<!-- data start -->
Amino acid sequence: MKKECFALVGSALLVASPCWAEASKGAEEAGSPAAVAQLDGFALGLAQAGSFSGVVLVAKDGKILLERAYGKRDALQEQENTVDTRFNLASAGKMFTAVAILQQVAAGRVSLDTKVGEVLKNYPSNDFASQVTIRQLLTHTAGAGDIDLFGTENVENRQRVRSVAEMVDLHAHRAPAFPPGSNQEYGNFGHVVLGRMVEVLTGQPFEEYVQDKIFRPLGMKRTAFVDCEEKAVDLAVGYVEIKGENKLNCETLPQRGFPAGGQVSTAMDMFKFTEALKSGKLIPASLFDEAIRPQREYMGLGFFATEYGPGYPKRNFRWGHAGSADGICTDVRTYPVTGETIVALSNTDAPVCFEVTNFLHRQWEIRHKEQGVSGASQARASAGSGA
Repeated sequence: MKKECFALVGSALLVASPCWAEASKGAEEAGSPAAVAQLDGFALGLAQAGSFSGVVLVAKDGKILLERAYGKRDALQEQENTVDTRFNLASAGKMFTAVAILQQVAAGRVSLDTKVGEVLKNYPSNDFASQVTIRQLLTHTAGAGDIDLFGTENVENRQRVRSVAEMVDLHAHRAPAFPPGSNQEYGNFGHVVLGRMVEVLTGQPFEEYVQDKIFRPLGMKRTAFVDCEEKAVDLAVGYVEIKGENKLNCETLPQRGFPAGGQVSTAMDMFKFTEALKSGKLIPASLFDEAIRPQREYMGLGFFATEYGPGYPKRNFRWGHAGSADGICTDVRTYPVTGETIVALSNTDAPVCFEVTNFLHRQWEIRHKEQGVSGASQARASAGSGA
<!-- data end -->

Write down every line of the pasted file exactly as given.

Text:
Amino acid sequence: MKKECFALVGSALLVASPCWAEASKGAEEAGSPAAVAQLDGFALGLAQAGSFSGVVLVAKDGKILLERAYGKRDALQEQENTVDTRFNLASAGKMFTAVAILQQVAAGRVSLDTKVGEVLKNYPSNDFASQVTIRQLLTHTAGAGDIDLFGTENVENRQRVRSVAEMVDLHAHRAPAFPPGSNQEYGNFGHVVLGRMVEVLTGQPFEEYVQDKIFRPLGMKRTAFVDCEEKAVDLAVGYVEIKGENKLNCETLPQRGFPAGGQVSTAMDMFKFTEALKSGKLIPASLFDEAIRPQREYMGLGFFATEYGPGYPKRNFRWGHAGSADGICTDVRTYPVTGETIVALSNTDAPVCFEVTNFLHRQWEIRHKEQGVSGASQARASAGSGA
Repeated sequence: MKKECFALVGSALLVASPCWAEASKGAEEAGSPAAVAQLDGFALGLAQAGSFSGVVLVAKDGKILLERAYGKRDALQEQENTVDTRFNLASAGKMFTAVAILQQVAAGRVSLDTKVGEVLKNYPSNDFASQVTIRQLLTHTAGAGDIDLFGTENVENRQRVRSVAEMVDLHAHRAPAFPPGSNQEYGNFGHVVLGRMVEVLTGQPFEEYVQDKIFRPLGMKRTAFVDCEEKAVDLAVGYVEIKGENKLNCETLPQRGFPAGGQVSTAMDMFKFTEALKSGKLIPASLFDEAIRPQREYMGLGFFATEYGPGYPKRNFRWGHAGSADGICTDVRTYPVTGETIVALSNTDAPVCFEVTNFLHRQWEIRHKEQGVSGASQARASAGSGA